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First-Quarter GDPNow Forecast Dives to 0.6 Percent After January Income Data

Following the Bureau of Economic Analysis (BEA) January 2022 personal income and outlays report, GDP forecasts took a dive.
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GDPNow data from the Atlanta Fed, chart by Mish

GDPNow data from the Atlanta Fed, chart by Mish

The initial GDPNow estimate for the first quarter of 2021 was 0.9 percent on February 4. It's now 0.6 percent.

The initial forecasts have been on the high side for at a year, then tend to sink as the quarter progresses. 

Current GDPNow Estimate

  • 0.6 Percent GDP
  • 2.9 Percent Real Final Sales
  • -2.3 Percent Inventory Adjustment

The current estimate were the quarter to end now would be 0.6 percent for overall GDP, 2.9% for real final sales, and an inventory adjustment of negative 2.3 percent.

The real final sales number is the true bottom line estimate of the economy. 

The overall forecast includes inventory adjustment which in this case is -2.3 percent. Inventories fluctuate to zero over time, making real final sales the important number. 

The real final sales number is a very good figure actually. But it's very early in the quarter, at least as far as data reporting goes. 

And GDPNow estimates have tended to start out high, then sink.

Real Personal Income Declines for the 8th Time in 9 Months

Real Income and Spending data from the BEA, chart by Mish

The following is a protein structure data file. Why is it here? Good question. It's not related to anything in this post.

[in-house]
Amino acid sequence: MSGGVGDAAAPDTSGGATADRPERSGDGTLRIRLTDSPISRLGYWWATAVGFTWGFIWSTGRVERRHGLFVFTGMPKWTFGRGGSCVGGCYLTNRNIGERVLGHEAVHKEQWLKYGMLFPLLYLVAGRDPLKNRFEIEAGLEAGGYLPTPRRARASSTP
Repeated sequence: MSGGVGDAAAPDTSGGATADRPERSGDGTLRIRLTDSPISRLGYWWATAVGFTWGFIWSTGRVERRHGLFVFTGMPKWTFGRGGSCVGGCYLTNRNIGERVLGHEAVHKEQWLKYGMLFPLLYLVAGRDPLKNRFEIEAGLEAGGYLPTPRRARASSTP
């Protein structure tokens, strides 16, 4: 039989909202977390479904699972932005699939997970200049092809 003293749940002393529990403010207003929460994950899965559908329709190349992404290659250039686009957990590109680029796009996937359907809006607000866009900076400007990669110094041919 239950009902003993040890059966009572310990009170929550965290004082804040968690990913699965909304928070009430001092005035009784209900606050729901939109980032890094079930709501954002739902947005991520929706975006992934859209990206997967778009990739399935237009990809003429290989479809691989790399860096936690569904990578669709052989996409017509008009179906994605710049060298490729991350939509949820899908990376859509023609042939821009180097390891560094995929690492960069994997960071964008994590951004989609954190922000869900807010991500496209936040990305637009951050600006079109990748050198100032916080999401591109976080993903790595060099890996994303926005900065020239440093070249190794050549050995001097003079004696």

Real Income and Spending data from the BEA, chart by Mish

"Real" means inflation-adjusted.

The dive in GDPNow stems from the BEA's income and outlays report on Friday. 

For discussion, please see Real Personal Income Declines for the 8th Time in 9 Months

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Inflation adjusted, real disposable income actually declined for the 9th time in 10 months but I called it 8 of 9 because of stimulus distortions clearly visible in the next chart.

Real Income and Spending data from the BEA, chart by Mish

Real Income and Spending data from the BEA, chart by Mish

The difference between the yellow line and the red line is taxes.

The difference between disposable income and spending is savings. But most of the saving is from high wage earners, not the bottom half of the nation mostly living paycheck-to-paycheck.

The three rounds of fiscal stimulus, one under Trump and two by Biden are clearly visible.

The stimulus radically distorts month-over-month numbers and year-over-year numbers one year later. 

The Fed’s Preferred Inflation Measure Reaches Fastest Pace Since 1983

Inflation data from St. Louis Fed, chart by Mish.

Inflation data from St. Louis Fed, chart by Mish.

For discussion, please see The Fed’s Preferred Inflation Measure Reaches Fastest Pace Since 1983

It's inflation-adjusted spending and income that drives GDP thus the focus on the word real.

This post originated on MishTalk.Com.

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